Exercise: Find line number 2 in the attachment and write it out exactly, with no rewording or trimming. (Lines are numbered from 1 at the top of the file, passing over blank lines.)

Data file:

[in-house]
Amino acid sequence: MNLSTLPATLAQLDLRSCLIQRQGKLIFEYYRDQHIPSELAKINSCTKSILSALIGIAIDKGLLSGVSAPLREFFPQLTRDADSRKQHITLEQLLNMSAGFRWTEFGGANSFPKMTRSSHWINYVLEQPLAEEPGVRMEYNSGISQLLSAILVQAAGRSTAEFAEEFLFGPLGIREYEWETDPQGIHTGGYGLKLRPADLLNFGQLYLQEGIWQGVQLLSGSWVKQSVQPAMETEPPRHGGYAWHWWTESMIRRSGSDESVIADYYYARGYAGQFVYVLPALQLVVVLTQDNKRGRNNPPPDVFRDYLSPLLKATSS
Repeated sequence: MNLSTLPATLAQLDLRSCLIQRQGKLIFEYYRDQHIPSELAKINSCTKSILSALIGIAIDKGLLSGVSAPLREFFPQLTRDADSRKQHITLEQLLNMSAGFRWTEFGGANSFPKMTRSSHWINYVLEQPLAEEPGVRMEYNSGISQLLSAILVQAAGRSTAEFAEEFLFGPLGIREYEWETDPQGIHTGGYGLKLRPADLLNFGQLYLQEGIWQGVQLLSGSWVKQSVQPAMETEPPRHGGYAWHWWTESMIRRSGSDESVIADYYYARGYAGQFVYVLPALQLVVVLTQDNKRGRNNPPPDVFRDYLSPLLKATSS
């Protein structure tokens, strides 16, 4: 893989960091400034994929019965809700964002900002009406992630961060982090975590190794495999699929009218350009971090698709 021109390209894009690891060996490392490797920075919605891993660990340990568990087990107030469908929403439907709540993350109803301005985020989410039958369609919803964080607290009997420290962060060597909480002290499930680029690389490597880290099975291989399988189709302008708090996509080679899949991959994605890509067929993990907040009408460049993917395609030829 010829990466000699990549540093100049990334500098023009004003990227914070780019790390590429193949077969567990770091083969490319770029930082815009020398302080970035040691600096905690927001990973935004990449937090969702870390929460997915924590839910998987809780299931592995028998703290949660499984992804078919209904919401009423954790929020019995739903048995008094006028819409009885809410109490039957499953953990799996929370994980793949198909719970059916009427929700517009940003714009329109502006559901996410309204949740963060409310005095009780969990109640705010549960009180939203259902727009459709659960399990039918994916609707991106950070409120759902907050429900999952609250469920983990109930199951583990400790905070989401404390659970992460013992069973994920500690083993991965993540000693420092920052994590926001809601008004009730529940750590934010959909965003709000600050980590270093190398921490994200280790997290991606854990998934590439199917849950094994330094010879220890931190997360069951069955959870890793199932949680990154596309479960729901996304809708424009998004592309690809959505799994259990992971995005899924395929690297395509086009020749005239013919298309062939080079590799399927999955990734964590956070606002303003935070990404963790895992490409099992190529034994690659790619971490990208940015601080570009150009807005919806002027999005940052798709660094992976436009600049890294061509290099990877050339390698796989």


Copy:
Amino acid sequence: MNLSTLPATLAQLDLRSCLIQRQGKLIFEYYRDQHIPSELAKINSCTKSILSALIGIAIDKGLLSGVSAPLREFFPQLTRDADSRKQHITLEQLLNMSAGFRWTEFGGANSFPKMTRSSHWINYVLEQPLAEEPGVRMEYNSGISQLLSAILVQAAGRSTAEFAEEFLFGPLGIREYEWETDPQGIHTGGYGLKLRPADLLNFGQLYLQEGIWQGVQLLSGSWVKQSVQPAMETEPPRHGGYAWHWWTESMIRRSGSDESVIADYYYARGYAGQFVYVLPALQLVVVLTQDNKRGRNNPPPDVFRDYLSPLLKATSS